The number of confirmed cases of measles in Canterbury now stands at fifteen and is likely to rise further over the coming days and weeks. It can now be assumed that measles is circulating widely in our community.
Unimmunised people who come within two metres of an infectious person, however briefly, have a 90% chance of contracting measles.
Measles is a serious, highly infectious, potentially life-threatening disease. One in ten people who get measles will need treatment in hospital. Up to 30 percent will develop complications – usually children under five and adults over the age of 20. Measles during pregnancy increases the risk of miscarriage, premature labour and low birth-weight in babies.
Unimmunised people exposed to measles first develop a respiratory type illness with dry cough, runny nose, temperature over 38.5 C and feel very unwell. The rash starts on day four - five of the illness usually on the face, then moves down to the chest and arms. People are considered infectious from 5 days before, until 5 days after the rash first appears.
The best protection is for people born after 1969 to have had two MMR (measles, mumps and rubella) vaccinations.
Canterbury Medical Officer of Health, Dr Ramon Pink says that people in their late teens and early 20s are considered at risk because a higher than usual proportion of that age group didn’t have their scheduled MMR vaccinations, and because they are highly social and highly mobile.
“Anyone in this age band who isn’t certain they have had both MMRs should contact their General Practice team to arrange for an MMR vaccination – the vaccination and the appointment to have it is free,” he says.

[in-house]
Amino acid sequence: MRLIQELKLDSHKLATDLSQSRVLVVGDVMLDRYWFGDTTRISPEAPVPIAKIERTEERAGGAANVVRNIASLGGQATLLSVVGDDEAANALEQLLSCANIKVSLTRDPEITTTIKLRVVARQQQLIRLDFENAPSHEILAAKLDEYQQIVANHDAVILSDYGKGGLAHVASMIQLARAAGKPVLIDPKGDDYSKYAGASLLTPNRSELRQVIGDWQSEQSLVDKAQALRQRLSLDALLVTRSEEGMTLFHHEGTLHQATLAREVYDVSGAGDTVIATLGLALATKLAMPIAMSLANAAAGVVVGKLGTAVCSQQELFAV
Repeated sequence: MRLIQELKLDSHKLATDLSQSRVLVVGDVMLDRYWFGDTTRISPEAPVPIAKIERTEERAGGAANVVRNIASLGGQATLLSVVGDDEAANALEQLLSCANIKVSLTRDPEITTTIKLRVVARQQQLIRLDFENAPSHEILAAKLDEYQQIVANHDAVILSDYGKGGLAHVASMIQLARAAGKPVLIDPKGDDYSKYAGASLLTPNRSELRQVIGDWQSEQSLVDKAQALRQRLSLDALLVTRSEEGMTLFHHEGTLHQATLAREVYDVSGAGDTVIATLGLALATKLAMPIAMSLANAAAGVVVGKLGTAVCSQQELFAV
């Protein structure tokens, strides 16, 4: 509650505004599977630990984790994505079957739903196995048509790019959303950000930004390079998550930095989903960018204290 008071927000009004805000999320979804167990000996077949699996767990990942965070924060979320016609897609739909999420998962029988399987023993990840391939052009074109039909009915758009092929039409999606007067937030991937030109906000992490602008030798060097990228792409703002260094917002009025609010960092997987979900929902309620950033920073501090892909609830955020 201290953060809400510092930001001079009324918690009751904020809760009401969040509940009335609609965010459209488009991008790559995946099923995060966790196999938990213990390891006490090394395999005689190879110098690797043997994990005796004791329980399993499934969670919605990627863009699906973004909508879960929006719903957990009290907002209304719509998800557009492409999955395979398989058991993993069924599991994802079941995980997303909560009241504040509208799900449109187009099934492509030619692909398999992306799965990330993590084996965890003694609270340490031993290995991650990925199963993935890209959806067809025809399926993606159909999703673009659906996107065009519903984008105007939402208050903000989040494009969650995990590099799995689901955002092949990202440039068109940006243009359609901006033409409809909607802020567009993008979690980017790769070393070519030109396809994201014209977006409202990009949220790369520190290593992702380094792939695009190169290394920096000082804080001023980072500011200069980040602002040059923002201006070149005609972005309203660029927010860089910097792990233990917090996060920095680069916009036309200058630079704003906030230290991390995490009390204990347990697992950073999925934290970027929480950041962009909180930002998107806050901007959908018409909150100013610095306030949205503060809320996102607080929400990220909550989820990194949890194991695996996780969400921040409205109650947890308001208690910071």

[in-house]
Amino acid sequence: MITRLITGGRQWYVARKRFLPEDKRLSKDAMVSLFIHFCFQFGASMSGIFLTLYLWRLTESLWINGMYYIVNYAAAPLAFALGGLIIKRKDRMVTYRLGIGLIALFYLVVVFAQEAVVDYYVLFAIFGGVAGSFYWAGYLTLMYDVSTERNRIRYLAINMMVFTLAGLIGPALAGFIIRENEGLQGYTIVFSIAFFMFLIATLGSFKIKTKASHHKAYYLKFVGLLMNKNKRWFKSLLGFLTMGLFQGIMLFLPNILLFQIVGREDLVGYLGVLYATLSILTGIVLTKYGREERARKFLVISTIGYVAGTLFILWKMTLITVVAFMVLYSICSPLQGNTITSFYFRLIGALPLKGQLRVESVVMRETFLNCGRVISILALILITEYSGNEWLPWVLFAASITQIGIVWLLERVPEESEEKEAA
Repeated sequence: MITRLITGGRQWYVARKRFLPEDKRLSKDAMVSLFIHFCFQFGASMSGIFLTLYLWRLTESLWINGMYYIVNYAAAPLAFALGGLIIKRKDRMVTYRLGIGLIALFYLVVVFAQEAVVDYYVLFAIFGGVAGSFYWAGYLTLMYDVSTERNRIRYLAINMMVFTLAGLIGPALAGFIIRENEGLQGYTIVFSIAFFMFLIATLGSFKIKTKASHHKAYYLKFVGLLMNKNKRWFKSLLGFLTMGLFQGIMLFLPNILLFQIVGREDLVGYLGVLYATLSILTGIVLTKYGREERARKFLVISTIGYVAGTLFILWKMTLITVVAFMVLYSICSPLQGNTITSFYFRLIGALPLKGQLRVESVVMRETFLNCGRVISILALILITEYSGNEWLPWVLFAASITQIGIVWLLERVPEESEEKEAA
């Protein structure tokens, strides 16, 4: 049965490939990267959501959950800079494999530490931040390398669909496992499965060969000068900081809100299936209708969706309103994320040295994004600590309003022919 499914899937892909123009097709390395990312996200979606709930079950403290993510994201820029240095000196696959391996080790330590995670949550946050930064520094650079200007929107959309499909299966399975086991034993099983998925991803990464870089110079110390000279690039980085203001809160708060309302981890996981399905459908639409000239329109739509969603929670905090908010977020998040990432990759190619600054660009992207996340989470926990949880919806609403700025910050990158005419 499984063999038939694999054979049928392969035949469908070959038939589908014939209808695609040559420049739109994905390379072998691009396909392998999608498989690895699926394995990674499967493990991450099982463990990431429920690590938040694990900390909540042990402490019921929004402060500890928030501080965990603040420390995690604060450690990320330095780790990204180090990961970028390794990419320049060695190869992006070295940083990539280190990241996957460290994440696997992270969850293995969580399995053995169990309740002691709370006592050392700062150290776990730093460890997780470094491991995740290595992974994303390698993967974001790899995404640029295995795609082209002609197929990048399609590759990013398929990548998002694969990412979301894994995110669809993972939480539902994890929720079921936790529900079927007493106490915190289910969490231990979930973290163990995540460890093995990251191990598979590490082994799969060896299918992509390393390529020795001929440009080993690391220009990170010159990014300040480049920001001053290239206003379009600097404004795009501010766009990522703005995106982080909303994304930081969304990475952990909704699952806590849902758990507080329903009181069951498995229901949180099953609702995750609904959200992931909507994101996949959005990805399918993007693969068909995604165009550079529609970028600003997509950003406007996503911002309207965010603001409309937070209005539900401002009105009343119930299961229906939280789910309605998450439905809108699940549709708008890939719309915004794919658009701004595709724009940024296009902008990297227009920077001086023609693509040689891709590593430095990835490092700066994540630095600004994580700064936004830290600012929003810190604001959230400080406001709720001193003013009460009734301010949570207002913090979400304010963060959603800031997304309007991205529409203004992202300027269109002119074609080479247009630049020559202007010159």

General practice teams have been asked to prioritise the following groups for MMR immunisation:
People who are not up-to-date according to the schedule for their age group
Children and young adults (age range 5 years to 28 years) who are either not immunised or who have only received one MMR dose to date.
Children 12 months to 5 years who have never received any doses of MMR.
The four-year-old MMR can be brought forward to no sooner than four weeks after the previous MMR.
Adults aged 29 to 50 (this group only received one dose of measles vaccine)
Babies whose mother is immune will have some protection if they are currently being breastfed. For children who are too young to have had both MMRs or who cannot be immunised for other reasons, the best way to protect them is to ensure everyone around them has been vaccinated – if you can’t get it, you can’t pass it on.
“If you think you may have been exposed to measles or have symptoms, please call your general practice first, 24/7. Calls made to general practices after hours will be answered by a nurse who will advise you what to do and where to go if you need to be seen.
“The MMR vaccine is very effective protection and we should see this as an opportunity for us all to make sure we are up to date with our vaccinations,” says Dr Pink.
More information about measles is available at https://www.health.govt.nz/your-health/conditions-and-treatments/diseases-and-illnesses/measles and http://www.immune.org.nz.
Anyone with measles symptoms or who believes they may have been exposed, can contact their usual general practice 24/7 for additional advice. If people call their GP Team after hours follow the instructions to be put through to a nurse will answer the call and advise what to do and where to go if you need to be seen.